An exotic treat set in an entirely original, fantastical world brimming with deadly mystery, forbidden romance, and heart-stopping adventure.
Nisha was abandoned at the gates of the City of a Thousand Dolls when she was just a child. Now sixteen, she lives on the grounds of the isolated estate, where orphan girls apprentice as musicians, healers, courtesans, and, if the rumors are true, assassins. Nisha makes her way as Matron’s assistant, her closest companions the mysterious cats that trail her shadow. Only when she begins a forbidden flirtation with the city’s handsome young courier does she let herself imagine a life outside the walls. Until one by one, girls around her start to die.
Before she becomes the next victim, Nisha decides to uncover the secrets that surround the girls’ deaths. But by getting involved, Nisha jeopardizes not only her own future in the City of a Thousand Dolls—but her own life.
When I first started to read City of a Thousand Dolls, I was reminded in part of the Kushiel series’ by Jacqueline Carey. There was something about Nisha that reminded me of Phaedre – the idea of the abandoned girl finding her way in the world and eventually knowing where she belongs. I also liked the idea of the city being the place where the abandoned children are sent. It made me wonder, in places like China, where there is a limit on how many children families can have, what would have happened, if children couldn’t be adopted or what to do with them. So it was an interesting take on a problem that I see could easily occur in the world in the future.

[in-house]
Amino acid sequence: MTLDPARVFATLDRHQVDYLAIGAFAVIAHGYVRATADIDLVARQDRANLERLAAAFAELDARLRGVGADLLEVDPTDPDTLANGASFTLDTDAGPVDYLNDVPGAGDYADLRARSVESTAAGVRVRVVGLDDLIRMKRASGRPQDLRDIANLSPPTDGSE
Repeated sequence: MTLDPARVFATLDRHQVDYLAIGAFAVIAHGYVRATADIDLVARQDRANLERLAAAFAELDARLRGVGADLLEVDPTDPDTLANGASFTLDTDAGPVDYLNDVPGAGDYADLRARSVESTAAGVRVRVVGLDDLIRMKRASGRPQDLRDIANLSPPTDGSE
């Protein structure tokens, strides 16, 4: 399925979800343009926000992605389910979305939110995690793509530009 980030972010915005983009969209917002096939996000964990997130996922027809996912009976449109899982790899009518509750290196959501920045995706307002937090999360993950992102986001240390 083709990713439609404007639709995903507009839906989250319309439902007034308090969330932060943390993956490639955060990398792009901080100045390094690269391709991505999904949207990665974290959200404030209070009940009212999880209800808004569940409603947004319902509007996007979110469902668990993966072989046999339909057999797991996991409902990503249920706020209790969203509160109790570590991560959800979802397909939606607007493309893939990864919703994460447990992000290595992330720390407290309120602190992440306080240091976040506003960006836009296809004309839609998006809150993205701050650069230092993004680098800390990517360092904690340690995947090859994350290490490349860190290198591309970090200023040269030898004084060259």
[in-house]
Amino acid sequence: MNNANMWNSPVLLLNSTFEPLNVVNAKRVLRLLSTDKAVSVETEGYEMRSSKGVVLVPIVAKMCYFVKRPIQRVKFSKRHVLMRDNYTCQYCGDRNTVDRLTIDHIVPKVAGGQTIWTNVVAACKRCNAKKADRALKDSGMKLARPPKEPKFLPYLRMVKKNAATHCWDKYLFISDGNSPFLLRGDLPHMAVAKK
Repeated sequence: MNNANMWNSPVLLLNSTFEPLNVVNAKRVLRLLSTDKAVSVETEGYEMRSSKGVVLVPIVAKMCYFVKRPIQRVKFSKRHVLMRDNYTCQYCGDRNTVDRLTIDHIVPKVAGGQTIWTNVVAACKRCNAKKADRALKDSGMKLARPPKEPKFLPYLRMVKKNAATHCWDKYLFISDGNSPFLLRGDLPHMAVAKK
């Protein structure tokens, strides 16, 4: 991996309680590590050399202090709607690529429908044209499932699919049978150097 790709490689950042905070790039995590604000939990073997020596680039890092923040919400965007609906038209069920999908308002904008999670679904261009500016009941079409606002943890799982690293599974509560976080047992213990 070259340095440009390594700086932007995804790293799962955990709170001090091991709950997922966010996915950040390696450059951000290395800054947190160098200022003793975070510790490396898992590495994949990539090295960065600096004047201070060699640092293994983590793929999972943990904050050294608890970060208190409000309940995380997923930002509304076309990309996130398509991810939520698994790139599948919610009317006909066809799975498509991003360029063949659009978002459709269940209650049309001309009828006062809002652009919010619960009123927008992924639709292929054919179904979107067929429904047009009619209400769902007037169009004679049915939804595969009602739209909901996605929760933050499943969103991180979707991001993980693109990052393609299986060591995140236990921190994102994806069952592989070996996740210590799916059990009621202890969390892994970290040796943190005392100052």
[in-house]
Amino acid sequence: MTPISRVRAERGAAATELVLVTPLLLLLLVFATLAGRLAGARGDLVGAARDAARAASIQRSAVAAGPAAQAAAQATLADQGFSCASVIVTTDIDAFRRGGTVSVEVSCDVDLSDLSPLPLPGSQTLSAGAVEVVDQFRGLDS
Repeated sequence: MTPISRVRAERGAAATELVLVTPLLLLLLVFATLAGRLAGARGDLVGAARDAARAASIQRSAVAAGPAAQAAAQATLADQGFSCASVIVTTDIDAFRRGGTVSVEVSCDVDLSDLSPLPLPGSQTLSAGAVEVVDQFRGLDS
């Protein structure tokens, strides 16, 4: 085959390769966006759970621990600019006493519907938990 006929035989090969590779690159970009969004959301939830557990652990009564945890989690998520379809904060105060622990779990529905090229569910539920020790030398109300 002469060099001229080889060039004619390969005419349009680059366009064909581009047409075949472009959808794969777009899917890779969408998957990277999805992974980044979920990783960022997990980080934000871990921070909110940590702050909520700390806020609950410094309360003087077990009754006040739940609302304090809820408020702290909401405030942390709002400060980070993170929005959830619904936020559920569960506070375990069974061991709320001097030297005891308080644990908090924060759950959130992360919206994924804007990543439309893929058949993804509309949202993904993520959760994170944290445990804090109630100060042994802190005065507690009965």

I have to admit that the reveal for the ultimate mystery was a bit of a disappointment – I had the potential suspects narrowed down to three, early on in the book, so for me it was more of a confirmation rather than a reveal. This was a bit disappointing for me – I was hoping for some out of the blue antagonist – even the ultimate actions of the main characters were fairly obvious as to what was going to happen. However, the world building was intriguing, I definitely want to read more in the series when the books are released. Overall, I’d give it 3.5 stars, but rounding up to 4.